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      Acute Tubular Necrosis due to Captopril

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          Angiotensin-converting enzyme (ACE) inhibitors are standard therapy for congestive cardiac failure. ACE inhibitors have been used worldwide and are usually safe and have relatively few side effects. Hypotension can develop with the first dose of captopril and can lead to symptomatic renal hypoperfusion with subsequent acute renal failure (ARF). The case of a 65-year-old patient with congestive heart failure who developed acute renal failure following the first dose of captopril is described. He required hemodialysis for 8 weeks for the improvement of his renal function and urinary output. The renal biopsy confirmed the presence of acute tubular necrosis. The reversibility of captopril-induced ARF is confirmed and the patient made an uneventful recovery. An immunoallergic mechanism is not thought to have been responsible for this adverse effect. It is advised that caution should be exerted in giving ACE inhibitors to elderly patients with congestive heart failure, particularly if they are on diuretics. Routine biochemical monitoring is suggested before and during captopril therapy.

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          One-stage coronary angiography and angioplasty.

          The combination of diagnostic angiography and angioplasty as a single procedure is becoming common practice in many institutions, but the feasibility and safety of this strategy have not been reported. This report describes 2,069 patients who underwent coronary angioplasty over a 3-year period at an institution where combined angiography and angioplasty is the norm. All patients were prepared before angiography for potential immediate angioplasty. In 1,719 patients, angioplasty was performed immediately after the diagnostic angiogram, while separate procedures were performed in 350 patients. Of those 350 patients, 254 were referred for angioplasty after diagnostic angiography at other hospitals. One thousand one hundred ninety-seven patients were admitted electively for treatment of stable angina pectoris, and 872 underwent procedures during hospitalization for unstable angina or acute myocardial infarction. One thousand nine hundred seven patients (92.2%) had successful angioplasties; in 130 patients (6.3%) the lesion could not be dilated, but no complication occurred, and in 32 patients (1.5%) angioplasty ended with a major complication (0.8% death, 1.0% Q-wave myocardial infarction, 0.5% emergency coronary artery bypass surgery). There was no difference between the combined and staged groups with regard to success, major and minor complication rates or in length of hospitalization after angioplasty. We conclude that routine combined strategy for angiography and angioplasty is feasible, safe, easier for the patient, and more cost-effective than 2 separate procedures.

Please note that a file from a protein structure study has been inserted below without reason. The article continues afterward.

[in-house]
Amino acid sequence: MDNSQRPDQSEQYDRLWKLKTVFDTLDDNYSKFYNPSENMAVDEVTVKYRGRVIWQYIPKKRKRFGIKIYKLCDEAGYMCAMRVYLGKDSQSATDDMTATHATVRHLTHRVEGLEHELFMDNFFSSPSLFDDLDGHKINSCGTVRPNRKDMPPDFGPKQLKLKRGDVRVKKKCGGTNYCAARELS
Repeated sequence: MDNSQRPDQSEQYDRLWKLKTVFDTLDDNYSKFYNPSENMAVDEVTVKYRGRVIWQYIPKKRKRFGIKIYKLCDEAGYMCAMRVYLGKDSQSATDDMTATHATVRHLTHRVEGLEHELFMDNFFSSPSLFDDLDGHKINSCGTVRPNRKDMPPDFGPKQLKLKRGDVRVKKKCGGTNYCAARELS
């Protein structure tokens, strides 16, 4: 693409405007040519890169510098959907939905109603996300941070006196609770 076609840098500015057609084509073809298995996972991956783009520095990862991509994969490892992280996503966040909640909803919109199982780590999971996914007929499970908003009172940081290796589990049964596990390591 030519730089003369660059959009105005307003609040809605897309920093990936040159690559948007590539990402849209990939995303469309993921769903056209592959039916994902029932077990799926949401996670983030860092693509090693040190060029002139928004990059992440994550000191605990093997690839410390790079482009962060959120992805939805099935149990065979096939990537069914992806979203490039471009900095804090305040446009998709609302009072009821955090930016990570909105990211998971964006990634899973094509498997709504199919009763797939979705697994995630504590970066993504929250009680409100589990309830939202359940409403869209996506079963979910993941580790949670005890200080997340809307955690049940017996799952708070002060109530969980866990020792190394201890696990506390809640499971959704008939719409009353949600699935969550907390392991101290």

Author and article information

            Am J Nephrol
            American Journal of Nephrology
            S. Karger AG
            April 2000
            19 April 2000
            : 20
            : 2
            : 149-152
            Departments of aMedicine and bPathology, King Khalid National Guard Hospital, Jeddah, Saudi Arabia
            13573 Am J Nephrol 2000;20:149–152
            © 2000 S. Karger AG, Basel

            Copyright: All rights reserved. No part of this publication may be translated into other languages, reproduced or utilized in any form or by any means, electronic or mechanical, including photocopying, recording, microcopying, or by any information storage and retrieval system, without permission in writing from the publisher. Drug Dosage: The authors and the publisher have exerted every effort to ensure that drug selection and dosage set forth in this text are in accord with current recommendations and practice at the time of publication. However, in view of ongoing research, changes in government regulations, and the constant flow of information relating to drug therapy and drug reactions, the reader is urged to check the package insert for each drug for any changes in indications and dosage and for added warnings and precautions. This is particularly important when the recommended agent is a new and/or infrequently employed drug. Disclaimer: The statements, opinions and data contained in this publication are solely those of the individual authors and contributors and not of the publishers and the editor(s). The appearance of advertisements or/and product references in the publication is not a warranty, endorsement, or approval of the products or services advertised or of their effectiveness, quality or safety. The publisher and the editor(s) disclaim responsibility for any injury to persons or property resulting from any ideas, methods, instructions or products referred to in the content or advertisements.

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            Figures: 2, References: 17, Pages: 4
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